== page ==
The median price of a home in beautiful Missoula, Montana has gone up $53,000 since 2011 and now sits at a quarter million dollars. Meanwhile, median household income holds steady at $47,029. On a 20-year mortgage, the median household must pay 38 percent of its income to live in the median house. On a 30-year mortgage, they pay almost exactly 30 percent. Renters, whose median incomes are much lower, can put 30 percent toward mortgage payments and get a $145,935 loan. There are currently 25 homes listed on Missoula Trulia below that price. Eight of them are auctions.
Missoula has a housing shortage, and it’s working on a permanent underclass. Now that home prices have reached a record high despite low wages, Missoula has become the perfect place to charge other people to live. Whether you sell your house to Californians or put it on our four-percent-vacancy rental market, you’ll find there’s no better place to own a home you don’t live in.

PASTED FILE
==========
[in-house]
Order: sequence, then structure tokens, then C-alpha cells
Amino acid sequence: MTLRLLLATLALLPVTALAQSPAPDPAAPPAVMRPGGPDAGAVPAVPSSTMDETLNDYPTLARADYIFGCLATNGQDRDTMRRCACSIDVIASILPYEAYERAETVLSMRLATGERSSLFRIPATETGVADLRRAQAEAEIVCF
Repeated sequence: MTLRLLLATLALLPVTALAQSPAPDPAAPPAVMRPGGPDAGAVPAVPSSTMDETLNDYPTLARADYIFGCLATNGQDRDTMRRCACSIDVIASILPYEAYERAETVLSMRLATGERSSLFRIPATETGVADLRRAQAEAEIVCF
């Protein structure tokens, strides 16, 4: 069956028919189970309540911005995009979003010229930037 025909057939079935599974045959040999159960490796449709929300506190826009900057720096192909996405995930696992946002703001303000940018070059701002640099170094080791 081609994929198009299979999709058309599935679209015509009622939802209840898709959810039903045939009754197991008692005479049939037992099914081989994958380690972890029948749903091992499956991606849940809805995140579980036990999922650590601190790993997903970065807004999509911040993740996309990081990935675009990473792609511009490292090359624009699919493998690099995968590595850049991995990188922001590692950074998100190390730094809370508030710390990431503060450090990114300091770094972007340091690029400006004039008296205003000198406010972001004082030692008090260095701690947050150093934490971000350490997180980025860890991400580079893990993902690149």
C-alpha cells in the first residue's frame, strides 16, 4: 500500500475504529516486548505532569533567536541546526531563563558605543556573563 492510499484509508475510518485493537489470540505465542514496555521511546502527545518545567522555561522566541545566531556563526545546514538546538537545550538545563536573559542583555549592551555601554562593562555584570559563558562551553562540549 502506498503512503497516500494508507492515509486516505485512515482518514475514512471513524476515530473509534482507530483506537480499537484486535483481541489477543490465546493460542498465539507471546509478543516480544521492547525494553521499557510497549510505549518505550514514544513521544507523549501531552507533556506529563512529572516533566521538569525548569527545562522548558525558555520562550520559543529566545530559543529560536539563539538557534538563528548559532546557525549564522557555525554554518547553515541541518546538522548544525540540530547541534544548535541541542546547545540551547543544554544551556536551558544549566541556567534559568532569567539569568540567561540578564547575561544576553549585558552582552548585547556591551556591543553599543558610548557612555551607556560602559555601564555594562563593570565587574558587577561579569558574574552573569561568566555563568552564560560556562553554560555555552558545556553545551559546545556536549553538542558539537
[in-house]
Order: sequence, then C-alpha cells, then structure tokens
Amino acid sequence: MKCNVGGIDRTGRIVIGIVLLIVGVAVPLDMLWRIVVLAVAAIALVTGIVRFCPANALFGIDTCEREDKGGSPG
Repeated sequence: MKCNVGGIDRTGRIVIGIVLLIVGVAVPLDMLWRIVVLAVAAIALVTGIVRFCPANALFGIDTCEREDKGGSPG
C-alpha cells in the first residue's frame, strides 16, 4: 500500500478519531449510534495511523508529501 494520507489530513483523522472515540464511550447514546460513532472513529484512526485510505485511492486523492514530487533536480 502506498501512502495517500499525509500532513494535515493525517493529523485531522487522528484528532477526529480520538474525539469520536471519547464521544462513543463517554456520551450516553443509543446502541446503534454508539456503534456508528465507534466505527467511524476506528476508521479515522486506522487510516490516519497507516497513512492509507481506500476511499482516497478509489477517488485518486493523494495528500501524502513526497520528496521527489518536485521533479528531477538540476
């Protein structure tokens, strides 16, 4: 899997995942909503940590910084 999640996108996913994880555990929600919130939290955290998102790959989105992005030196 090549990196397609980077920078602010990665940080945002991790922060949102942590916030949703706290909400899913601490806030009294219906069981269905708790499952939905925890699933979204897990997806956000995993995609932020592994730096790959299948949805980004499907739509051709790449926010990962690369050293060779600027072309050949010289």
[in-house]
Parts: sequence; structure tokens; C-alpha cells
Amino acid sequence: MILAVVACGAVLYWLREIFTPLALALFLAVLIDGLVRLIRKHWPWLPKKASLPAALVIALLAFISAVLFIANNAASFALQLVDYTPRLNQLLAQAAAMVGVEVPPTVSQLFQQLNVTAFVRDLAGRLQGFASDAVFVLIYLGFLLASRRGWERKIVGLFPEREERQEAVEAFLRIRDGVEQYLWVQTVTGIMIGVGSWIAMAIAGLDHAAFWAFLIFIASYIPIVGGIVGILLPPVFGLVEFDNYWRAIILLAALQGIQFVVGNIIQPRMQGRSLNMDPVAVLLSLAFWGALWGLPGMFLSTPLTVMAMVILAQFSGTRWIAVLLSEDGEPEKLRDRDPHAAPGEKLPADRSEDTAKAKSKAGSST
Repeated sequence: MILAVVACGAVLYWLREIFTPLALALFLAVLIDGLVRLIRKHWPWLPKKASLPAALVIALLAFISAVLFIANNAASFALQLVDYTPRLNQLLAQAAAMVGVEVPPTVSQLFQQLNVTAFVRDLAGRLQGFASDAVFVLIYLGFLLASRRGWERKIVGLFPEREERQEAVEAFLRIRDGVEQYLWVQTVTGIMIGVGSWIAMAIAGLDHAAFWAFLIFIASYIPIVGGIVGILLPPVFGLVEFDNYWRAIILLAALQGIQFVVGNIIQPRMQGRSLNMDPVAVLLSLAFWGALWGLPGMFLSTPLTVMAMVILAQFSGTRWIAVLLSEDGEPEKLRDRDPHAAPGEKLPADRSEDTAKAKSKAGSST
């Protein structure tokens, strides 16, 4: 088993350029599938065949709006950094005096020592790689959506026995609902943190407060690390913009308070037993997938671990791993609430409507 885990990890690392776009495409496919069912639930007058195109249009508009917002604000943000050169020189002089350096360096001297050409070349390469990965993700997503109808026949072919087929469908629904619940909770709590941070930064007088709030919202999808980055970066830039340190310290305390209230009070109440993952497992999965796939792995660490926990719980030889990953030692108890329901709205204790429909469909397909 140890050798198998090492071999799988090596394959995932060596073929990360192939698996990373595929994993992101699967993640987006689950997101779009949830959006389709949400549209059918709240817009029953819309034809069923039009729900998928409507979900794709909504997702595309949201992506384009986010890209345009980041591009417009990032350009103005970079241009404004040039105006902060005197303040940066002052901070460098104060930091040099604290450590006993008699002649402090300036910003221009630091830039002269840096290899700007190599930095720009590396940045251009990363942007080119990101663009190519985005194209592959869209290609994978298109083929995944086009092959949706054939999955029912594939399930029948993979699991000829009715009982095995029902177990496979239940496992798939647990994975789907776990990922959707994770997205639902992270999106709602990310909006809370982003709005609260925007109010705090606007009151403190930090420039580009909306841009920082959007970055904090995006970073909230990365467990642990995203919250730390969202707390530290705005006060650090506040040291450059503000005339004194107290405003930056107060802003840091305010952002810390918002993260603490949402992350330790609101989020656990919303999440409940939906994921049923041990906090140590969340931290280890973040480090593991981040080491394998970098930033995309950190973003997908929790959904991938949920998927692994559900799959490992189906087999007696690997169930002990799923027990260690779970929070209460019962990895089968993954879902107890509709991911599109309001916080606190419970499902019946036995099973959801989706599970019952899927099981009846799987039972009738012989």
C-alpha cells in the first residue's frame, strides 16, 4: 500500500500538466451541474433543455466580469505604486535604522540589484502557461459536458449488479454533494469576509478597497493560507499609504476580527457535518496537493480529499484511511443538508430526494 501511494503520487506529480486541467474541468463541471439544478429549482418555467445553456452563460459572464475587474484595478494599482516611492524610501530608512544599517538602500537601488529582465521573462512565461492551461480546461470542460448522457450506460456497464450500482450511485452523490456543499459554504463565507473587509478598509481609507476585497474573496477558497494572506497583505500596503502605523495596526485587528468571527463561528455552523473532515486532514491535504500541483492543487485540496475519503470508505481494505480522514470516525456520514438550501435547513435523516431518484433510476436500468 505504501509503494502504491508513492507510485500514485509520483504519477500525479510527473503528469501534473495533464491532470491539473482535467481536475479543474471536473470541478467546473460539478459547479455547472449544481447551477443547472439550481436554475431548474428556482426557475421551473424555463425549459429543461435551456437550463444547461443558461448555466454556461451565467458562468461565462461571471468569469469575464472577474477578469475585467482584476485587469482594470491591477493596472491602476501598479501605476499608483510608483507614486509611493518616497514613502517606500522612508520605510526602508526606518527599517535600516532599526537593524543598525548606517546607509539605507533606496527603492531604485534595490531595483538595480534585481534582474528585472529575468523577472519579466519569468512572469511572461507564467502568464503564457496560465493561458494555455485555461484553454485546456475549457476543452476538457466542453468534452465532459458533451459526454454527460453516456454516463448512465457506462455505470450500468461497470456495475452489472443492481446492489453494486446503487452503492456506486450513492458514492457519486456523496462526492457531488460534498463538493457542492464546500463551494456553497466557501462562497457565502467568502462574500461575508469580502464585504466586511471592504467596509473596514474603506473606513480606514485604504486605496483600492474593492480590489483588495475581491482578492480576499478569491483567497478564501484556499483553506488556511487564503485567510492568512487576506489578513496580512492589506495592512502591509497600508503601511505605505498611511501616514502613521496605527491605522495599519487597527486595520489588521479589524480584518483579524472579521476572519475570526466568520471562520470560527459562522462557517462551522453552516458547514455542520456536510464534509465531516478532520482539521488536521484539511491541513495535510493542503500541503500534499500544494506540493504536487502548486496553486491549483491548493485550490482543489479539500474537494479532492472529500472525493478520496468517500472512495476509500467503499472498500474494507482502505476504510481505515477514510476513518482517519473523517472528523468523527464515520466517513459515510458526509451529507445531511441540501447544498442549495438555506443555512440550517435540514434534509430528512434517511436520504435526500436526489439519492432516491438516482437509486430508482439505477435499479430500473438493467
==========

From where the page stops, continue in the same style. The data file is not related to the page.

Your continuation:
If you insist on living in your house, the all-time high property taxes that happen to coincide with all-time-high home values and all-time-same wages make the deal less sweet. But we can’t have everything. In fact most of us can have very little, and houses aren’t on the list. You can read all about it in this week’s column for the Missoula Independent, which has already won me free attacks on my character from realtors. I’ll match honesties with any motherfucker in a red jacket, anytime.